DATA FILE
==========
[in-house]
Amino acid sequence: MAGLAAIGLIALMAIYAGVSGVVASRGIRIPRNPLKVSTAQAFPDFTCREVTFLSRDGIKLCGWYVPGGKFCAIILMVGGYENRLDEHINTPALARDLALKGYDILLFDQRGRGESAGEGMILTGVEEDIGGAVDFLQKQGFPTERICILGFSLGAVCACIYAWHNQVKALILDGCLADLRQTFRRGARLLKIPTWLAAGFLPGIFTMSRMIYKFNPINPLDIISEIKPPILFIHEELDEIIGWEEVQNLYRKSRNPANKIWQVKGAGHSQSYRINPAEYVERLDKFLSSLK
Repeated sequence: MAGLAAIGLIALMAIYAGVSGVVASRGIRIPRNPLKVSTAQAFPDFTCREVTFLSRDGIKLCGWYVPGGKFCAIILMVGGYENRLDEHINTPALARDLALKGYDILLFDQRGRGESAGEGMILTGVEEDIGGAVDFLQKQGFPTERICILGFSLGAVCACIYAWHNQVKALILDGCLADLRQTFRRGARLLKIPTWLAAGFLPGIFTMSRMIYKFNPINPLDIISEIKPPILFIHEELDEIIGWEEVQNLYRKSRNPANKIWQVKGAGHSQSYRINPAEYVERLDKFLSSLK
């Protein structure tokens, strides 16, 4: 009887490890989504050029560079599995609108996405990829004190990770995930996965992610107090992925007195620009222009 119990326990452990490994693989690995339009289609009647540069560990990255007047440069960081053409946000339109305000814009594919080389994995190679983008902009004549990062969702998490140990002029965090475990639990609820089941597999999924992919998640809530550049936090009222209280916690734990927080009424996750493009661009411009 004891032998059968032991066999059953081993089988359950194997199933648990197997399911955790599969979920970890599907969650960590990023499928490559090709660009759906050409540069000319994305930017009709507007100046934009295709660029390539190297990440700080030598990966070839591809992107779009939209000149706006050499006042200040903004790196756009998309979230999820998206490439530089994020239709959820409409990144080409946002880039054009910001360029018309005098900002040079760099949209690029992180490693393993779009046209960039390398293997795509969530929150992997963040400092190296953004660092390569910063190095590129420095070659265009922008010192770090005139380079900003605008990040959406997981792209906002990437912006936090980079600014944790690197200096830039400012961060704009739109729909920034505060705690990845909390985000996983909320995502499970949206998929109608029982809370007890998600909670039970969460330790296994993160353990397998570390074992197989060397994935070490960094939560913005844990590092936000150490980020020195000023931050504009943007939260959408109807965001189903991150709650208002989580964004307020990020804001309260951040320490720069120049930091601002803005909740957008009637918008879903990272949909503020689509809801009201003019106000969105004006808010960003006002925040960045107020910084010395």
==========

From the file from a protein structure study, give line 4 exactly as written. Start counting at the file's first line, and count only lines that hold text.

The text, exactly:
């Protein structure tokens, strides 16, 4: 009887490890989504050029560079599995609108996405990829004190990770995930996965992610107090992925007195620009222009 119990326990452990490994693989690995339009289609009647540069560990990255007047440069960081053409946000339109305000814009594919080389994995190679983008902009004549990062969702998490140990002029965090475990639990609820089941597999999924992919998640809530550049936090009222209280916690734990927080009424996750493009661009411009 004891032998059968032991066999059953081993089988359950194997199933648990197997399911955790599969979920970890599907969650960590990023499928490559090709660009759906050409540069000319994305930017009709507007100046934009295709660029390539190297990440700080030598990966070839591809992107779009939209000149706006050499006042200040903004790196756009998309979230999820998206490439530089994020239709959820409409990144080409946002880039054009910001360029018309005098900002040079760099949209690029992180490693393993779009046209960039390398293997795509969530929150992997963040400092190296953004660092390569910063190095590129420095070659265009922008010192770090005139380079900003605008990040959406997981792209906002990437912006936090980079600014944790690197200096830039400012961060704009739109729909920034505060705690990845909390985000996983909320995502499970949206998929109608029982809370007890998600909670039970969460330790296994993160353990397998570390074992197989060397994935070490960094939560913005844990590092936000150490980020020195000023931050504009943007939260959408109807965001189903991150709650208002989580964004307020990020804001309260951040320490720069120049930091601002803005909740957008009637918008879903990272949909503020689509809801009201003019106000969105004006808010960003006002925040960045107020910084010395």